Archive for the ‘Libya’ Category
Posted on August 10th, 2011 by admin. Filed under Libya.
Posted on August 4th, 2011 by admin. Filed under Libya.
Where approximately 2-300 women and children sleep (some dads too):
& how the rebel fighters get on sleeping on the rooftop of the boat:
After experiencing both, I’ll stick with the rebels. They’re actually quieter.
I had no intention of coming to Libya, more less Misrata, a place I followed in the news nearly all of April and May. I associated Misrata with vicious street battles, journalist’s deaths, and an apocalyptic downtown. But after becoming friends with so many Misratans in the hospital in Tunis I began to associate it with something else: unparalleled bravery, warmth and generosity.
One thing I heard over & over again from my friends in hospital was that they would gladly die for Misrata. They were not full of hot air or bravado. Many had already paid with their lives and limbs. One man I met with lost both legs. He kissed his fingers & pointed to the sky, “Allahu Akbar. I love Misrata.” I was shown a cell phone video of him just moments after his amputations, still under anesthesia; he moaned “Misrataaa… Misrataaaa… Allah.. Misrata…” Damn, I thought: I could care less about San Francisco. What is it about this Misrata that so many would die for? And not just anyone would die for, but these men, who i have grown to think of some of the kindest people I’ve ever met in my life. Growing up in America I don’t feel that sort of passion about nearly anything. I wanted to get closer to it, to understand it & inshallah maybe even experience it for a moment.
Misratans in hospital told me “Welcome anytime” over & over. I had over a dozen families who would take me in, including some of my favorite patients who had since returned to Misrata after 2 months of recovering in Tunis. Everyday a hospital I grilled Libyans with questions about Misrata. Sure it’s not 100% safe but many assured me that the city center for the most part is, minus the occasional randomly falling rocket. I wanted to hear what I wanted to hear… and, when I dug deeper, the news backed this up.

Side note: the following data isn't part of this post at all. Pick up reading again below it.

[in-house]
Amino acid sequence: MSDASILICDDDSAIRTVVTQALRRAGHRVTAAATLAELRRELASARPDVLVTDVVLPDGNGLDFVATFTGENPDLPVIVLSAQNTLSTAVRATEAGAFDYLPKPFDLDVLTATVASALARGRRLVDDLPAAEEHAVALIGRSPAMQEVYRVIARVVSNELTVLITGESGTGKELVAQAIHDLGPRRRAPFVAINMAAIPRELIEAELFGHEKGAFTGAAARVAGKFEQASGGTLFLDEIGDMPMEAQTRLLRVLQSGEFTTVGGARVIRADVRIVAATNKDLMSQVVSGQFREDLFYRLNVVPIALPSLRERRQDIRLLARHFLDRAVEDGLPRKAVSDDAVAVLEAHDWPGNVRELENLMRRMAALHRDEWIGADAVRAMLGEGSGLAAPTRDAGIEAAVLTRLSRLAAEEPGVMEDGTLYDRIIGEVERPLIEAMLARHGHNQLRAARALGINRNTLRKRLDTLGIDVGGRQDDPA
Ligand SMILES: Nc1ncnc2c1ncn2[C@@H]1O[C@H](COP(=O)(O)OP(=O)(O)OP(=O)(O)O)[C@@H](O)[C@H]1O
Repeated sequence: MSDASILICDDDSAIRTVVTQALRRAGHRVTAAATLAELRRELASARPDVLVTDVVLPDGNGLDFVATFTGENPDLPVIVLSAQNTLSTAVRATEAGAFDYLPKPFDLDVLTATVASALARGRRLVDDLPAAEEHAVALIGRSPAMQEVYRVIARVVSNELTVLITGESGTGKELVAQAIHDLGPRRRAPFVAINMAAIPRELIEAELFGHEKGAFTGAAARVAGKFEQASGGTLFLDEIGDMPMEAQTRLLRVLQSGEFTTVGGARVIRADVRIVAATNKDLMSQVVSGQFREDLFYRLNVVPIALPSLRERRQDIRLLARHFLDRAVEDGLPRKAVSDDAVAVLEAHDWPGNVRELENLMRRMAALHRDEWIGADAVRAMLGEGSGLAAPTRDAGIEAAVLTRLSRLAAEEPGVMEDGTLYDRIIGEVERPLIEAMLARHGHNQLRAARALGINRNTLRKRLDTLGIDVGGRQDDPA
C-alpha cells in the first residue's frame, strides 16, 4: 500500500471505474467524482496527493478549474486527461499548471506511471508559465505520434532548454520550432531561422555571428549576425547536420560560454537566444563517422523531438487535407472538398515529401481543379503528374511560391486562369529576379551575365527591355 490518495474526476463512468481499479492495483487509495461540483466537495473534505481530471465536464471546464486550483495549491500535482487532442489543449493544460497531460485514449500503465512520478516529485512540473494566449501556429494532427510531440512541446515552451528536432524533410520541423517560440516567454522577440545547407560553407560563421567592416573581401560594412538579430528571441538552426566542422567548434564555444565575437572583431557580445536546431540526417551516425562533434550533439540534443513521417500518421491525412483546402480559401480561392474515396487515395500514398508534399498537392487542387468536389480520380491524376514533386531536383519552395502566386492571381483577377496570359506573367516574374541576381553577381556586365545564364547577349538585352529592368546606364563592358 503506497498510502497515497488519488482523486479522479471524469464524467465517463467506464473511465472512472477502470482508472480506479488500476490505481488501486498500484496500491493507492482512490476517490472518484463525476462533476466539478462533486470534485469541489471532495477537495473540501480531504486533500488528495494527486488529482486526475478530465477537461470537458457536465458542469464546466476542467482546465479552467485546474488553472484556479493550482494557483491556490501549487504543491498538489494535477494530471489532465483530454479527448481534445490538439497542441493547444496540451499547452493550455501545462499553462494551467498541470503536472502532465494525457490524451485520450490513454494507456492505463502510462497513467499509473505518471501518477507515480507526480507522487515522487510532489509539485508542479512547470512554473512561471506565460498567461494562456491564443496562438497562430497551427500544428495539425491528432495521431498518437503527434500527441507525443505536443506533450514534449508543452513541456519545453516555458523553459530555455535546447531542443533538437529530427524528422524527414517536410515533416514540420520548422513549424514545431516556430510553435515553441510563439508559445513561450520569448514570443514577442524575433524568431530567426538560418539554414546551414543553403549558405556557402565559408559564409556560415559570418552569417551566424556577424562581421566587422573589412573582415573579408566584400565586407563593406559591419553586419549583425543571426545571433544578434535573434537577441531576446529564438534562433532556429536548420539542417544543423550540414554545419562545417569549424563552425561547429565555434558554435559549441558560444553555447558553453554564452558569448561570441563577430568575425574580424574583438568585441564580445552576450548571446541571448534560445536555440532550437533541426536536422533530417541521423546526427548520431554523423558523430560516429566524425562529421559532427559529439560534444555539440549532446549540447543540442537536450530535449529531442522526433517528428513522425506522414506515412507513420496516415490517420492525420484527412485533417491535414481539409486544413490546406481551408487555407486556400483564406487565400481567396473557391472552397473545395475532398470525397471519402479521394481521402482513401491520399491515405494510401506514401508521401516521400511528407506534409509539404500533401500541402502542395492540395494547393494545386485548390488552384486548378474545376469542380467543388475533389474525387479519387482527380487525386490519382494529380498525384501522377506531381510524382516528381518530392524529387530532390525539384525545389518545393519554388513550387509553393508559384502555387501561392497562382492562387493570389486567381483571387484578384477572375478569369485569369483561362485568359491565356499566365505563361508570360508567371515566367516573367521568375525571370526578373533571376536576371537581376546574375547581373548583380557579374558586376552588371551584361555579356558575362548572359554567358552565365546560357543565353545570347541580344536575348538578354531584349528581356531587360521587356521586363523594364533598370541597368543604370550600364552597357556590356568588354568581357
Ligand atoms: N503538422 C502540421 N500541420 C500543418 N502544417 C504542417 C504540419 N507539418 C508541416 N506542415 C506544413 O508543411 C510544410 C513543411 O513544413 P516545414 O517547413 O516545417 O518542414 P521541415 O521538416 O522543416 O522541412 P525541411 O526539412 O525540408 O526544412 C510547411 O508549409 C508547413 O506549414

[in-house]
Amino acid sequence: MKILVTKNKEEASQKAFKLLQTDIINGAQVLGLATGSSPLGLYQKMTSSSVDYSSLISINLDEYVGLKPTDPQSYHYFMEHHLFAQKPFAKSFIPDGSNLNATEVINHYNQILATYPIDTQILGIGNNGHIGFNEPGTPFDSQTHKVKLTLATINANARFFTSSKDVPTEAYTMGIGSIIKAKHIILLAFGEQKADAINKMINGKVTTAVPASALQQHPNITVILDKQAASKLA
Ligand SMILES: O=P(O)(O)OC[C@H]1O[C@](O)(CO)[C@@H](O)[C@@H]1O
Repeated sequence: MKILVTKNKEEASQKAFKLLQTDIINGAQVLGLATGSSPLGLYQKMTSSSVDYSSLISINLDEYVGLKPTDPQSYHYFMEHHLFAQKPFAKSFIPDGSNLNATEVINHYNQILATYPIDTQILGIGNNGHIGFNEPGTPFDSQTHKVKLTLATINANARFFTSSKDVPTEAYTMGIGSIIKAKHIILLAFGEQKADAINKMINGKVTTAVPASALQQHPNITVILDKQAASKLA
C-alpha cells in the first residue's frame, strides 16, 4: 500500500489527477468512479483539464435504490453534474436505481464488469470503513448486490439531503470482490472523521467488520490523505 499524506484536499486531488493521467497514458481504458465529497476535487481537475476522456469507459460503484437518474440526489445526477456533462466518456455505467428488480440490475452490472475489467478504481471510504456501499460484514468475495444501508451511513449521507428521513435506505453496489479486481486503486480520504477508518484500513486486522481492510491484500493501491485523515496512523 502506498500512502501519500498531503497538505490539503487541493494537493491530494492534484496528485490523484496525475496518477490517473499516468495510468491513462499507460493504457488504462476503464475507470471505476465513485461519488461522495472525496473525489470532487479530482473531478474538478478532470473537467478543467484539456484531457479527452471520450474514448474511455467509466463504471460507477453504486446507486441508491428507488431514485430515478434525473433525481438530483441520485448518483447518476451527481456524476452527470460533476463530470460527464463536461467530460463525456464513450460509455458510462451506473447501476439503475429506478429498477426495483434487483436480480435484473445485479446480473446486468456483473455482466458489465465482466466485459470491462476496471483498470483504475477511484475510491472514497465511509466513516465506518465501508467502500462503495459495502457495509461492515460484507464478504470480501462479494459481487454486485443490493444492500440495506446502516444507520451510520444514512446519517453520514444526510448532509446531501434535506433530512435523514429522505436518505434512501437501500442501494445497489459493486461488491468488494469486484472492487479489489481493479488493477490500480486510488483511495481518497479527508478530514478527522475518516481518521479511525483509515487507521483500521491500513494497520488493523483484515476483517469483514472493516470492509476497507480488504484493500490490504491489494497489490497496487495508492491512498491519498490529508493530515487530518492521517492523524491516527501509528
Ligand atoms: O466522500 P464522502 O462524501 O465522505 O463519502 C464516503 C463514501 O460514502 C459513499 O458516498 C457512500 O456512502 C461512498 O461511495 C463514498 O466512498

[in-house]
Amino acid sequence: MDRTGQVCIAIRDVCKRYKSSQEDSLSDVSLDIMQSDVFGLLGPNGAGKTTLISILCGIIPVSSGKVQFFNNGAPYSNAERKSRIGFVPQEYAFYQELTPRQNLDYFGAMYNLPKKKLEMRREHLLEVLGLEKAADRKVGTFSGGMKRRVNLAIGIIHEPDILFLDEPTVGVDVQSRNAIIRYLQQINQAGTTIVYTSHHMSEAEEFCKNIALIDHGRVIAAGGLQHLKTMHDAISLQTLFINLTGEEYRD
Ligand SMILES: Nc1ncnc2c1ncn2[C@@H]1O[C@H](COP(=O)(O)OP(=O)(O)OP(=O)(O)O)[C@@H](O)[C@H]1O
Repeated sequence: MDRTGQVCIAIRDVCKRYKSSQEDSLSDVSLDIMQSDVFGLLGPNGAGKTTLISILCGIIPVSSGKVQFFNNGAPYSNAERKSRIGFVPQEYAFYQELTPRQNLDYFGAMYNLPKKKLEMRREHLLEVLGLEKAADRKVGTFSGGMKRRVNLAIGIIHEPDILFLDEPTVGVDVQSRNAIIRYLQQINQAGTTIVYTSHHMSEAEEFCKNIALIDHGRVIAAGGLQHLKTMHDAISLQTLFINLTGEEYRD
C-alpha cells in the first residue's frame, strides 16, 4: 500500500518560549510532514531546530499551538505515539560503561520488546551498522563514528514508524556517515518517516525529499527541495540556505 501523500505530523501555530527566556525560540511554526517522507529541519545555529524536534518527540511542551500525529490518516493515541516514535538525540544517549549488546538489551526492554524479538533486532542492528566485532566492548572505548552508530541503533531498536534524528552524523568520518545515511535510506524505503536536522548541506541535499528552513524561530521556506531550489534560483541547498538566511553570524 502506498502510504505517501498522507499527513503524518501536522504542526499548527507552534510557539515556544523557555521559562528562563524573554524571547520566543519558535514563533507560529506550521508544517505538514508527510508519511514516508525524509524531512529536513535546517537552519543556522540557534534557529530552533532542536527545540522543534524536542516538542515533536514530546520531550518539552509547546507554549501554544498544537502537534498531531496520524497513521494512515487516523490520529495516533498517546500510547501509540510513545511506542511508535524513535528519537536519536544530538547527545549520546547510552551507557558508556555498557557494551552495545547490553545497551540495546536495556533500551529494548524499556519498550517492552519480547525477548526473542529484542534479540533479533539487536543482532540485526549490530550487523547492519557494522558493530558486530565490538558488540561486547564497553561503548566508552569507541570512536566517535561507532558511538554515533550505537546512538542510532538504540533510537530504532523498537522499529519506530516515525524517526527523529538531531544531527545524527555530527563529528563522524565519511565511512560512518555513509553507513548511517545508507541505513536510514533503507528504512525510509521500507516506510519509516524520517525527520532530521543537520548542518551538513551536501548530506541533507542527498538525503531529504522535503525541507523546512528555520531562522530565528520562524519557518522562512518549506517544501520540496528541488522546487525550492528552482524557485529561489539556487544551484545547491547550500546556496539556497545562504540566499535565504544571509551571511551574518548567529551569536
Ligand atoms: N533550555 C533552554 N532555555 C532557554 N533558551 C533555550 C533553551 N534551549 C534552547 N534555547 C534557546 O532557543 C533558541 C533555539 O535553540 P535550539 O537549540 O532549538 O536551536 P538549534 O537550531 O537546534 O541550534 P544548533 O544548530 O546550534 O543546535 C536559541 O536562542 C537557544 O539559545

The frontline is now more than 30 kilometers outside of the city – though the city is surrounded by fronts on three sides. The fourth side is the Mediterranean Sea — the only way to reach Misrata these days is by boat. I met men who made the sea journey “all the time,” they invited me to go with them. It began appearing more and more viable and safe. I reached out to an NGO & made potential arrangements to volunteer in a field hospital to have some some semblance of purpose and safety.
It took a week rather than 24 hours to get here, but after a few taxis, planes and boats, I eventually made it…
Posted on July 27th, 2011 by admin. Filed under Libya.
Hi from Benghazi Libya… flew here from Tunis early yesterday morning after the Sfax, Tunisia – Misrata boat hit a snag. My place on last thursday’s boat was sabotaged by over-protective Libyan friends, but it was a blessing in disguise. The boat left 3 days after schedule. Many of the injured, and even a dead body, patiently waited on the boat those 3 days because they couldn’t afford hotels in the meantime.
I had been told the boat was small, sexy, fast. But friends on the boat told me otherwise. They said it was like one of the boats refugees take to Lampedusa: unsafe, too small. Once they set sail waves were reportedly 7 meters/21 feet high. Water actually began crashing into the boat. Those on the boat were survivors of war and injury, yet many said the boat ride was the scariest experience of their lives. The captain informed them that after 9 hours at sea they would need to turn around or the boat would sink.
They tried to dock in Djerba, but were refused. They could only get permission to dock in Gabes, about 3 hours from Sfax, where they began their journey. Many couldn’t afford the bus fare to Sfax, so they are still on the boat, asking that the next boat — an old, slow, giant, but secure one — stop in Gabes before Sfax. They’re waiting until Thursday with fingers crossed. The dead body was transported back to Tunis, it won’t be going to Misrata.
What can I say about Benghazi? Sadly, my first impressions are more about cost than anything (it’s blood expensive). I only know people in Misrata and Zintan, so not really gelling w/ the city so far. It wasn’t my plan to come here, but i was told I’d have much better luck catching a boat to Misrata from Benghazi. Unfortunately boats aren’t running as often as they were from Benghazi either. I may need to catch a flight to Malta to catch the boat to Misrata. Inshallah i make it to the famed city of heros (my friends), Misrata. It’s all up to the logistics Gods now…